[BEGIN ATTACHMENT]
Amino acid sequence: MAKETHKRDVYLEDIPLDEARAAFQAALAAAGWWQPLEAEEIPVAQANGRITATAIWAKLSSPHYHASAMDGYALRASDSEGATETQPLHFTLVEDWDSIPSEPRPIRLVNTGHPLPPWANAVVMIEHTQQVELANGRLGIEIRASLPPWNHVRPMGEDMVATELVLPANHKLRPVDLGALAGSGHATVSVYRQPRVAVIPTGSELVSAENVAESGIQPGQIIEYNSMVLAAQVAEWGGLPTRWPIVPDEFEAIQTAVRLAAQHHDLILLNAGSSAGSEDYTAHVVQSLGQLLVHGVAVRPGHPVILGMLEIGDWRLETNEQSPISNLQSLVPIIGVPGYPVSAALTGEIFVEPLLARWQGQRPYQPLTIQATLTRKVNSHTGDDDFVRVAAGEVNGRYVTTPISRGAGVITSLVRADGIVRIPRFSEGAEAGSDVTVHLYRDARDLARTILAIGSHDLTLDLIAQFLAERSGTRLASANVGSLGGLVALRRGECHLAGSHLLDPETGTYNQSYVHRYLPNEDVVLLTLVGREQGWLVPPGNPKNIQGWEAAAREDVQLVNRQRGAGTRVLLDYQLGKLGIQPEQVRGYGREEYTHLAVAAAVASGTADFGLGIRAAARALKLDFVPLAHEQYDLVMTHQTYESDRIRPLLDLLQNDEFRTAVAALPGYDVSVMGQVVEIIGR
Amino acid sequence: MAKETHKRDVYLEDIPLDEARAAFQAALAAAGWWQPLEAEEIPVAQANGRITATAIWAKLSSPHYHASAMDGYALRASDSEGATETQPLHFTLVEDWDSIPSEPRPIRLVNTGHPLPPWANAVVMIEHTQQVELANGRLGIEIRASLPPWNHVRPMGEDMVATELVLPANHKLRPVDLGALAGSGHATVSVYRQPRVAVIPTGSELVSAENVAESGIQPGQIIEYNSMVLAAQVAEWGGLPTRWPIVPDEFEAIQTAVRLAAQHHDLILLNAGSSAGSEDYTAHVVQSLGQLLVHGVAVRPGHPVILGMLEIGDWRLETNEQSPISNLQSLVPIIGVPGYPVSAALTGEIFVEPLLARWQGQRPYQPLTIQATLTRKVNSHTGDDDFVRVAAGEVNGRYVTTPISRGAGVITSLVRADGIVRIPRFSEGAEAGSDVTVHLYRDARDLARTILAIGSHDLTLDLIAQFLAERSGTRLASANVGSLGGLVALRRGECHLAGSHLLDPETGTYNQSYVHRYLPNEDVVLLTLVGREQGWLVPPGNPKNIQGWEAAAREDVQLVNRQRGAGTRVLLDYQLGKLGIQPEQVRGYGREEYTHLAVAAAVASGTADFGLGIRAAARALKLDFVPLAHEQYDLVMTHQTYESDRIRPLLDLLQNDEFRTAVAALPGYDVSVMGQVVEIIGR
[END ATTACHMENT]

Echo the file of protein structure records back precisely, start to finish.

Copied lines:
Amino acid sequence: MAKETHKRDVYLEDIPLDEARAAFQAALAAAGWWQPLEAEEIPVAQANGRITATAIWAKLSSPHYHASAMDGYALRASDSEGATETQPLHFTLVEDWDSIPSEPRPIRLVNTGHPLPPWANAVVMIEHTQQVELANGRLGIEIRASLPPWNHVRPMGEDMVATELVLPANHKLRPVDLGALAGSGHATVSVYRQPRVAVIPTGSELVSAENVAESGIQPGQIIEYNSMVLAAQVAEWGGLPTRWPIVPDEFEAIQTAVRLAAQHHDLILLNAGSSAGSEDYTAHVVQSLGQLLVHGVAVRPGHPVILGMLEIGDWRLETNEQSPISNLQSLVPIIGVPGYPVSAALTGEIFVEPLLARWQGQRPYQPLTIQATLTRKVNSHTGDDDFVRVAAGEVNGRYVTTPISRGAGVITSLVRADGIVRIPRFSEGAEAGSDVTVHLYRDARDLARTILAIGSHDLTLDLIAQFLAERSGTRLASANVGSLGGLVALRRGECHLAGSHLLDPETGTYNQSYVHRYLPNEDVVLLTLVGREQGWLVPPGNPKNIQGWEAAAREDVQLVNRQRGAGTRVLLDYQLGKLGIQPEQVRGYGREEYTHLAVAAAVASGTADFGLGIRAAARALKLDFVPLAHEQYDLVMTHQTYESDRIRPLLDLLQNDEFRTAVAALPGYDVSVMGQVVEIIGR
Amino acid sequence: MAKETHKRDVYLEDIPLDEARAAFQAALAAAGWWQPLEAEEIPVAQANGRITATAIWAKLSSPHYHASAMDGYALRASDSEGATETQPLHFTLVEDWDSIPSEPRPIRLVNTGHPLPPWANAVVMIEHTQQVELANGRLGIEIRASLPPWNHVRPMGEDMVATELVLPANHKLRPVDLGALAGSGHATVSVYRQPRVAVIPTGSELVSAENVAESGIQPGQIIEYNSMVLAAQVAEWGGLPTRWPIVPDEFEAIQTAVRLAAQHHDLILLNAGSSAGSEDYTAHVVQSLGQLLVHGVAVRPGHPVILGMLEIGDWRLETNEQSPISNLQSLVPIIGVPGYPVSAALTGEIFVEPLLARWQGQRPYQPLTIQATLTRKVNSHTGDDDFVRVAAGEVNGRYVTTPISRGAGVITSLVRADGIVRIPRFSEGAEAGSDVTVHLYRDARDLARTILAIGSHDLTLDLIAQFLAERSGTRLASANVGSLGGLVALRRGECHLAGSHLLDPETGTYNQSYVHRYLPNEDVVLLTLVGREQGWLVPPGNPKNIQGWEAAAREDVQLVNRQRGAGTRVLLDYQLGKLGIQPEQVRGYGREEYTHLAVAAAVASGTADFGLGIRAAARALKLDFVPLAHEQYDLVMTHQTYESDRIRPLLDLLQNDEFRTAVAALPGYDVSVMGQVVEIIGR